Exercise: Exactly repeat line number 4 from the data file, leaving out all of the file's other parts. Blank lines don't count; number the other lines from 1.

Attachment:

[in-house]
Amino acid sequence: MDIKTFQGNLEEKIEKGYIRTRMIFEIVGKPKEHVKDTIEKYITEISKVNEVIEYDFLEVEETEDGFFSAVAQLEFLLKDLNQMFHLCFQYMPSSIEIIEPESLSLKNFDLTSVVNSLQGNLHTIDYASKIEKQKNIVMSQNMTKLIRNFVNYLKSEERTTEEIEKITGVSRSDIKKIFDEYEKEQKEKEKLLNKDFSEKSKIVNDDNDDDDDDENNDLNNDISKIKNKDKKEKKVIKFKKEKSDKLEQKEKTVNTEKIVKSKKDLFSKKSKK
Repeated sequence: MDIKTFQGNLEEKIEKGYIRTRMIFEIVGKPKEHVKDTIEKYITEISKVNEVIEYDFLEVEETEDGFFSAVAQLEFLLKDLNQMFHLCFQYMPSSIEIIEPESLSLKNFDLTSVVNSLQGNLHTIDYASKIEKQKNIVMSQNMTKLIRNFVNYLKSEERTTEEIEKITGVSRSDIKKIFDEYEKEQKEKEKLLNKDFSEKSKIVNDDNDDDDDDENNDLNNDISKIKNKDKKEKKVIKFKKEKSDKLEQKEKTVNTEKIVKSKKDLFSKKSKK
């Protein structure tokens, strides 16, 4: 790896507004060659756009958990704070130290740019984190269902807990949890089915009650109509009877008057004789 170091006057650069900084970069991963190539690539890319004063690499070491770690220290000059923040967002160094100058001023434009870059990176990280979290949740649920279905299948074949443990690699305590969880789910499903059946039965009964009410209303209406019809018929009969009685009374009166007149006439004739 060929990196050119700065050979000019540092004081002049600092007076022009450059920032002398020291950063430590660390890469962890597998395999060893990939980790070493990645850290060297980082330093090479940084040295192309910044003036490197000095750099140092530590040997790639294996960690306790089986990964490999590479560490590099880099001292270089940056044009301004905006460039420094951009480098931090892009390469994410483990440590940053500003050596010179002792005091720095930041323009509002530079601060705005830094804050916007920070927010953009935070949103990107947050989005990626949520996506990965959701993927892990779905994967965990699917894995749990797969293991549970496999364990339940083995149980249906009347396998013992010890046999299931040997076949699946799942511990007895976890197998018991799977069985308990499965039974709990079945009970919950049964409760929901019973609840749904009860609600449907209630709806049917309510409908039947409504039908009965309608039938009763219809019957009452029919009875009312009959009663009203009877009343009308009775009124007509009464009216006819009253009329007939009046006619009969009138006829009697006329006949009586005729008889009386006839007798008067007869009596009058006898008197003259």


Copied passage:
């Protein structure tokens, strides 16, 4: 790896507004060659756009958990704070130290740019984190269902807990949890089915009650109509009877008057004789 170091006057650069900084970069991963190539690539890319004063690499070491770690220290000059923040967002160094100058001023434009870059990176990280979290949740649920279905299948074949443990690699305590969880789910499903059946039965009964009410209303209406019809018929009969009685009374009166007149006439004739 060929990196050119700065050979000019540092004081002049600092007076022009450059920032002398020291950063430590660390890469962890597998395999060893990939980790070493990645850290060297980082330093090479940084040295192309910044003036490197000095750099140092530590040997790639294996960690306790089986990964490999590479560490590099880099001292270089940056044009301004905006460039420094951009480098931090892009390469994410483990440590940053500003050596010179002792005091720095930041323009509002530079601060705005830094804050916007920070927010953009935070949103990107947050989005990626949520996506990965959701993927892990779905994967965990699917894995749990797969293991549970496999364990339940083995149980249906009347396998013992010890046999299931040997076949699946799942511990007895976890197998018991799977069985308990499965039974709990079945009970919950049964409760929901019973609840749904009860609600449907209630709806049917309510409908039947409504039908009965309608039938009763219809019957009452029919009875009312009959009663009203009877009343009308009775009124007509009464009216006819009253009329007939009046006619009969009138006829009697006329006949009586005729008889009386006839007798008067007869009596009058006898008197003259």